Nokia Plans Turnaround Effort Around Symbian 4

Nokia Plans Turnaround Effort Around Symbian 4

Nokia is making upgrades in its Symbian operating platform in a move to regain traction in the mobile phone market, where it has struggled against popular competitors such as Apple and BlackBerry maker Research in Motion.

The Espoo, Finland-based phone maker, which recently revealed a new line of smartphones running on an improved Symbian 3 platform, is also developing a Symbian 4 iteration, which should be in handsets in 2011.

With these changes, Nokia hopes to lure in developers with its revamped OS, aiming to compete in the crucial apps market against the likes of the iPhone’s App Store and the myriad of apps available to Android-powered phone users.

“Much of the Symbian 4 architecture will remain unchanged from version 3, but while the looks of Symbian 3 didn’t change much from before, the next version will get a much upgraded user interface,” said Ian Hutton, Symbian Foundation’s roadmap manager.

The upgrades come at a challenging time in Nokia’s company history. Even though the company remains the world’s largest handset maker by volume and once held a reputation for innovation and consumer cool at the beginning of the century, it has struggled in the highly competitive smartphone market against the rising rise of smartphone specialists.

Nokia’s market share and numbers have been slipping under pressure from Apple’s iPhone and Google’s Android devices, which have seen their market share and revenue surge.

In reaction to its stagnant financial picture, Nokia’s longtime CEO, Olli-Pekka Kallasvuo, resigned and was replaced by top Microsoft executive Stephen Elop. The shuffle is part of a larger regime change at Nokia that has found chairman Jorma Ollila and smartphone chief Anssi Vanjoki stepping down as well.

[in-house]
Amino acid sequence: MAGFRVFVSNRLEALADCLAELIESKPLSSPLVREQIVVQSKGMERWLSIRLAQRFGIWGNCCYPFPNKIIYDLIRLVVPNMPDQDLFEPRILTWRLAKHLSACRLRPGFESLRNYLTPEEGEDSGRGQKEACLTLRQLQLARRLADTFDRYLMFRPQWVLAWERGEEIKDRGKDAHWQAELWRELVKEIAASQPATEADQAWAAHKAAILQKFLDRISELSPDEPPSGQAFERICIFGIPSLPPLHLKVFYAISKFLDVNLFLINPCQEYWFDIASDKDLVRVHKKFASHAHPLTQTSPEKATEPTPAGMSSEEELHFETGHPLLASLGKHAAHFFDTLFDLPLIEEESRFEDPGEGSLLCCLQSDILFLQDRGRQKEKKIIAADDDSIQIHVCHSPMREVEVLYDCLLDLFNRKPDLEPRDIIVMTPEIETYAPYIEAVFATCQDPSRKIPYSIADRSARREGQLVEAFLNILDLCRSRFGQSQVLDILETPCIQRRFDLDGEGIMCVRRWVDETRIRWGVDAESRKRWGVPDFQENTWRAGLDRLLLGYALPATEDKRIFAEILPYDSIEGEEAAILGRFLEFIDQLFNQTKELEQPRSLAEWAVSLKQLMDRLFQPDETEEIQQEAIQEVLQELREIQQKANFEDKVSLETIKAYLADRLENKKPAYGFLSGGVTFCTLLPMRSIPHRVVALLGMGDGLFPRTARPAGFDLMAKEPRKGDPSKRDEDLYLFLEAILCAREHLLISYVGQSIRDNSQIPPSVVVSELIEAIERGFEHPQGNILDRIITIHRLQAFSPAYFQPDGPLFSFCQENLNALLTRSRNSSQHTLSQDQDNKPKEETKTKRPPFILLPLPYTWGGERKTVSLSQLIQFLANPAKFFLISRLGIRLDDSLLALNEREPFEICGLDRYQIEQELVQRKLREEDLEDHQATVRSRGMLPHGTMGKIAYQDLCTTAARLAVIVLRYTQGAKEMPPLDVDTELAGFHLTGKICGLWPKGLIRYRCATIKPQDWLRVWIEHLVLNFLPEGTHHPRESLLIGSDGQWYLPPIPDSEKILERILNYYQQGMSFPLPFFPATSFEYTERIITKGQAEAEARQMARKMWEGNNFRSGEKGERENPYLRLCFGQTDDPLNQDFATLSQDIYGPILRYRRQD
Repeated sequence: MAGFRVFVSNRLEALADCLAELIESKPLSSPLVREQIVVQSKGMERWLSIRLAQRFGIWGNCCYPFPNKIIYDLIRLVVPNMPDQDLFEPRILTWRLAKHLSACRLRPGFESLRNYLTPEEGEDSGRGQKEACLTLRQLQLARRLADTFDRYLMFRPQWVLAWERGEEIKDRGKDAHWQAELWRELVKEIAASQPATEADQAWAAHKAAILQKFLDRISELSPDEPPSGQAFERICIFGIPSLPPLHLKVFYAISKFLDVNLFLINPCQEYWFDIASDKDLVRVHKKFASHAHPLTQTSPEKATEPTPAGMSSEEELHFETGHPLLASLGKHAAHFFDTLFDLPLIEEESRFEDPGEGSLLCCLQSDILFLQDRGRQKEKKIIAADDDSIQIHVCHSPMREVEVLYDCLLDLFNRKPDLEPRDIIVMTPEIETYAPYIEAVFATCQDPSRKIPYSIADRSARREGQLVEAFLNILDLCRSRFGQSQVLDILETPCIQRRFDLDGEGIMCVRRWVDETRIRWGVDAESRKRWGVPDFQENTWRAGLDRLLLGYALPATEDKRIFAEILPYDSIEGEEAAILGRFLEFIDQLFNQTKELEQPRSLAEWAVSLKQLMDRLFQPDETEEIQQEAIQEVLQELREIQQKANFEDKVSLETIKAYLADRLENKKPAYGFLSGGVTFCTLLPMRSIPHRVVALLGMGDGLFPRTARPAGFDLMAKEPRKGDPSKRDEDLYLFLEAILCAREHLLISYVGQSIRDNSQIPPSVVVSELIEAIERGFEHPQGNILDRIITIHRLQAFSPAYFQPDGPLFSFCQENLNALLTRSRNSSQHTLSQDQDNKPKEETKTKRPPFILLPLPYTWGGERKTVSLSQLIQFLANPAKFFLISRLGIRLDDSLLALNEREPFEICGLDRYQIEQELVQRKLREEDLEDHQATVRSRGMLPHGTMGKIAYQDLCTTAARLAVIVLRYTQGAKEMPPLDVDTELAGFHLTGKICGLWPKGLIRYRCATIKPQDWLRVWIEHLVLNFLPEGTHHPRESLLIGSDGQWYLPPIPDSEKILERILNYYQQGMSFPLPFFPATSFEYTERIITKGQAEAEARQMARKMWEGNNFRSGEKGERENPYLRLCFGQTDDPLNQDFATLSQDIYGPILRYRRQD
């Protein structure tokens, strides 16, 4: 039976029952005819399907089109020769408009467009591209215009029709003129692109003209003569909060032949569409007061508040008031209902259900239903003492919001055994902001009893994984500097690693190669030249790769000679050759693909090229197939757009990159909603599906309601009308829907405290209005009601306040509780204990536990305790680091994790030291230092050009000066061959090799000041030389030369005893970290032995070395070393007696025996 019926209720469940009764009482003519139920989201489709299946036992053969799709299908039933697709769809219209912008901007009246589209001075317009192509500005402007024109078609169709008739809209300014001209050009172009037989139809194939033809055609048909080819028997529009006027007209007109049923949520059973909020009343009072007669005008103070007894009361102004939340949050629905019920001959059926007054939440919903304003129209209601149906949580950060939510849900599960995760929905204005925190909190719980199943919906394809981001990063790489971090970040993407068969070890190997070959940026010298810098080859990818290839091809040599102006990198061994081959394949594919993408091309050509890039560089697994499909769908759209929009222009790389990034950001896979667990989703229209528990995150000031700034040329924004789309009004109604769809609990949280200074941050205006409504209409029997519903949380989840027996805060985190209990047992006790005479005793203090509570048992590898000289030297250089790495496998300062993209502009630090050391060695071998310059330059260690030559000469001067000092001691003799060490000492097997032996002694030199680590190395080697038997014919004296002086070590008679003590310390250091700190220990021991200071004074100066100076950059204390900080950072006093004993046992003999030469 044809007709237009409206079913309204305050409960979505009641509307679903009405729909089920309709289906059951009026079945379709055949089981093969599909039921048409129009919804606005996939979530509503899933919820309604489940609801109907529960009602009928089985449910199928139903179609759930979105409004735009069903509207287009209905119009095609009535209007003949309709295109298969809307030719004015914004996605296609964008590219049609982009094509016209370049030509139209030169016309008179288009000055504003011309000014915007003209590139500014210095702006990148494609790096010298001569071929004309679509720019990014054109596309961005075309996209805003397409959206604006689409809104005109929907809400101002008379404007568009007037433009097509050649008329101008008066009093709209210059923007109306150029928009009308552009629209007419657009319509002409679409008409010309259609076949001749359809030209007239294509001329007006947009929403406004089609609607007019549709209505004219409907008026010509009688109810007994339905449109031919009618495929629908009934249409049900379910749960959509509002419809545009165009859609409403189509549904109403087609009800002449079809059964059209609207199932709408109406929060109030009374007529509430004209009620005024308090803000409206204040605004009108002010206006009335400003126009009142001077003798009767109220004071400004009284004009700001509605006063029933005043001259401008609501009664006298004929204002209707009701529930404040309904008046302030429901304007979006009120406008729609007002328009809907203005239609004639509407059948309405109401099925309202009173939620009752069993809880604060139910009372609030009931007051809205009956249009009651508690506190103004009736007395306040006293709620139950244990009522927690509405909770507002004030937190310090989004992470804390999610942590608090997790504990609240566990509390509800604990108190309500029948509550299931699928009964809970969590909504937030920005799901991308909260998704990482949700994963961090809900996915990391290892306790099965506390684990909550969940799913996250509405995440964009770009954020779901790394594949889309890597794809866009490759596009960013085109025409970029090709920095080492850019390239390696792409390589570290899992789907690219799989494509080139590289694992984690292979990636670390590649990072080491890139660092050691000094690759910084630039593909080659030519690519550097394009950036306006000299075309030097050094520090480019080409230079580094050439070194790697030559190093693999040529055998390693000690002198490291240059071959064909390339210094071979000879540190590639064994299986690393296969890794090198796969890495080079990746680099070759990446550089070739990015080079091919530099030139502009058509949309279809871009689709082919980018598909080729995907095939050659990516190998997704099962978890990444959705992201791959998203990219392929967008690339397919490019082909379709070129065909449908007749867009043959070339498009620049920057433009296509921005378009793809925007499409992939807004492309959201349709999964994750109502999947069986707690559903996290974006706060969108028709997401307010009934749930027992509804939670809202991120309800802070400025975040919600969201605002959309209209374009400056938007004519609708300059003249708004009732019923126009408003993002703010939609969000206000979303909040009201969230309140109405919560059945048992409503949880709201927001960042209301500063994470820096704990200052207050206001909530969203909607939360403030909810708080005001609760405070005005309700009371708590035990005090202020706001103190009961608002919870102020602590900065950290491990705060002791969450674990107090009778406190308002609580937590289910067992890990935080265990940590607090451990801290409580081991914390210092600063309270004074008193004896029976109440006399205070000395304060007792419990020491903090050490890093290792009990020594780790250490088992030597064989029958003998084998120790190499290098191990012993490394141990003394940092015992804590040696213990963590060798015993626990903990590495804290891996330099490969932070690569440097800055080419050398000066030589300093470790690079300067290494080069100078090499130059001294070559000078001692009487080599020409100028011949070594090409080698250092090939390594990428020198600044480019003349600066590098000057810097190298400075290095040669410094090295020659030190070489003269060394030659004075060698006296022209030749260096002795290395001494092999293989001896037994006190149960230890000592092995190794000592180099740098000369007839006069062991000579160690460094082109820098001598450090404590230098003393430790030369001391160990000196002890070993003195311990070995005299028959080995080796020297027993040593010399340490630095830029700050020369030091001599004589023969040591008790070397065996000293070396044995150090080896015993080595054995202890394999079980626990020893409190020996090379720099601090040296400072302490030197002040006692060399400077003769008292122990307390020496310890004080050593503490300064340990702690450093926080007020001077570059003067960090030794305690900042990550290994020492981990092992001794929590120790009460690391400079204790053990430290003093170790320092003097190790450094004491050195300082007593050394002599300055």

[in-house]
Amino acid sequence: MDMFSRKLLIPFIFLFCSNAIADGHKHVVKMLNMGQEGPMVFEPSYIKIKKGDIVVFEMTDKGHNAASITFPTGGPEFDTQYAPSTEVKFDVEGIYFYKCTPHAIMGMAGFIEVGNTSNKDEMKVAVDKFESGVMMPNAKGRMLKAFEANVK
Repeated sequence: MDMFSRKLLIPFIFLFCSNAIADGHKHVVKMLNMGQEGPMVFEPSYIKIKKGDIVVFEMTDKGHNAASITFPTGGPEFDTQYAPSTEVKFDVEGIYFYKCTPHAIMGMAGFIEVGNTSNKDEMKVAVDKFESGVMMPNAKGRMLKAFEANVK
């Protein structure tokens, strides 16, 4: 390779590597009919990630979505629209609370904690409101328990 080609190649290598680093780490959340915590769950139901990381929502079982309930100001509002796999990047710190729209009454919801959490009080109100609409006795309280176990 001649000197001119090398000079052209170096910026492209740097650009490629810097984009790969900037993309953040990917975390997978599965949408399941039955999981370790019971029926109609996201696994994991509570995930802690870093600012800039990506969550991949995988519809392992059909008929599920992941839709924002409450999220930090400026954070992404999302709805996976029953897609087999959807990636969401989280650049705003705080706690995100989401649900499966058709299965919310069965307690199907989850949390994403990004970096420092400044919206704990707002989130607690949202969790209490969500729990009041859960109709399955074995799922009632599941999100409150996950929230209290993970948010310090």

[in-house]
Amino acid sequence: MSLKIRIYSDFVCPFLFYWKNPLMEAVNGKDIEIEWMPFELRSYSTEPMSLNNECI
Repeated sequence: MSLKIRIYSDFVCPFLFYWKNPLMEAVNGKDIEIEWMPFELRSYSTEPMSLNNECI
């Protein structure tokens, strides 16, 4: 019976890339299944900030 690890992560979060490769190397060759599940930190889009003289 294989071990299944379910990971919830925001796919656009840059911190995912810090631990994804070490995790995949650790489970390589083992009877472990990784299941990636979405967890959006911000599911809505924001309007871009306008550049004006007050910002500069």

But the mobile phone manufacturer is taking steps to recover its footing in a field that it once dominated. Along with the new management, Nokia has tackled the task of updating its Symbian operating software, which it has transformed into an open-source platform akin to Google’s Android OS.

The current Symbian 3 software combines advanced performance and graphics, including significant multimedia power with HD video and HDMI output, with a familiar look and feel. Symbian 4 will build on this with a new user interface, which is said to resemble the sleek interfaces of iOS, Android and Windows Phone 7.

Nokia’s new line of smartphones offers models aimed to appeal to different segments of consumers — from an entry-level budget-minded phone to robust business-class devices.

Along with the new handsets and the revamped operating system, the company is expected to develop and push its own online services, such as email support for Microsoft Exchange and Microsoft Communicator messaging as well as regular ISP and Web-based mail.

Nokia is also likely to develop its location services from its 2007 acquisition of digital mapping firm Navteq.

Steps such as new leadership, phones, software and services show that Nokia is attempting to turn around its fortunes in the tough smartphone arena. While the landscape has appeared bleak for the mobile phone giant, Nokia has a long history of reinventing itself, starting from its humble beginnings as a paper manufacturer in 1865.

With its new phones and more changes on the horizon, Nokia hopes the new revamped Symbian platform will excite and intrigue a new generation of developers and consumers that will take the company into the next stage of its history.

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